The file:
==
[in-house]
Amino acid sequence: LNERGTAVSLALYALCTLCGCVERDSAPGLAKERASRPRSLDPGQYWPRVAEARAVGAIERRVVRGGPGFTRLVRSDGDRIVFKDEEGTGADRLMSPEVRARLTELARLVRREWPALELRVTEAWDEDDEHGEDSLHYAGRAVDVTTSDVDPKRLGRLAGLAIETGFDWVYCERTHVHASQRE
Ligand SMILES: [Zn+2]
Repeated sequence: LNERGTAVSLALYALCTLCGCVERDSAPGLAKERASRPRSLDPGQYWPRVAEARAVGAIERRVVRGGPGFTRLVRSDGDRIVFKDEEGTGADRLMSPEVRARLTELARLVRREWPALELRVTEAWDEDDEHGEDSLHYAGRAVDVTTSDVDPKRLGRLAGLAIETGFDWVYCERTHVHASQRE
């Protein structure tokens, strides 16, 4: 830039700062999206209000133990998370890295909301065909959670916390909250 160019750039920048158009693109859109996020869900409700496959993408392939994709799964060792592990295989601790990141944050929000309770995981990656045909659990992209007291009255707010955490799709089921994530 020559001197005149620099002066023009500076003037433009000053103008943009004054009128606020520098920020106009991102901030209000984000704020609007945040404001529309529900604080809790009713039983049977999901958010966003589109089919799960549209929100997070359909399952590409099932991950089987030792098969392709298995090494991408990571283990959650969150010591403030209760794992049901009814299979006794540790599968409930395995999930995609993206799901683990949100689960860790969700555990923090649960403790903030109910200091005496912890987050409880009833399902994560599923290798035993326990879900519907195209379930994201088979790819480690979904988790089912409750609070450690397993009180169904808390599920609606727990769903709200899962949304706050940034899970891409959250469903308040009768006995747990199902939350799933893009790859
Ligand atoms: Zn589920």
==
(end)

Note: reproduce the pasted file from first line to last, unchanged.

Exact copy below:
[in-house]
Amino acid sequence: LNERGTAVSLALYALCTLCGCVERDSAPGLAKERASRPRSLDPGQYWPRVAEARAVGAIERRVVRGGPGFTRLVRSDGDRIVFKDEEGTGADRLMSPEVRARLTELARLVRREWPALELRVTEAWDEDDEHGEDSLHYAGRAVDVTTSDVDPKRLGRLAGLAIETGFDWVYCERTHVHASQRE
Ligand SMILES: [Zn+2]
Repeated sequence: LNERGTAVSLALYALCTLCGCVERDSAPGLAKERASRPRSLDPGQYWPRVAEARAVGAIERRVVRGGPGFTRLVRSDGDRIVFKDEEGTGADRLMSPEVRARLTELARLVRREWPALELRVTEAWDEDDEHGEDSLHYAGRAVDVTTSDVDPKRLGRLAGLAIETGFDWVYCERTHVHASQRE
């Protein structure tokens, strides 16, 4: 830039700062999206209000133990998370890295909301065909959670916390909250 160019750039920048158009693109859109996020869900409700496959993408392939994709799964060792592990295989601790990141944050929000309770995981990656045909659990992209007291009255707010955490799709089921994530 020559001197005149620099002066023009500076003037433009000053103008943009004054009128606020520098920020106009991102901030209000984000704020609007945040404001529309529900604080809790009713039983049977999901958010966003589109089919799960549209929100997070359909399952590409099932991950089987030792098969392709298995090494991408990571283990959650969150010591403030209760794992049901009814299979006794540790599968409930395995999930995609993206799901683990949100689960860790969700555990923090649960403790903030109910200091005496912890987050409880009833399902994560599923290798035993326990879900519907195209379930994201088979790819480690979904988790089912409750609070450690397993009180169904808390599920609606727990769903709200899962949304706050940034899970891409959250469903308040009768006995747990199902939350799933893009790859
Ligand atoms: Zn589920």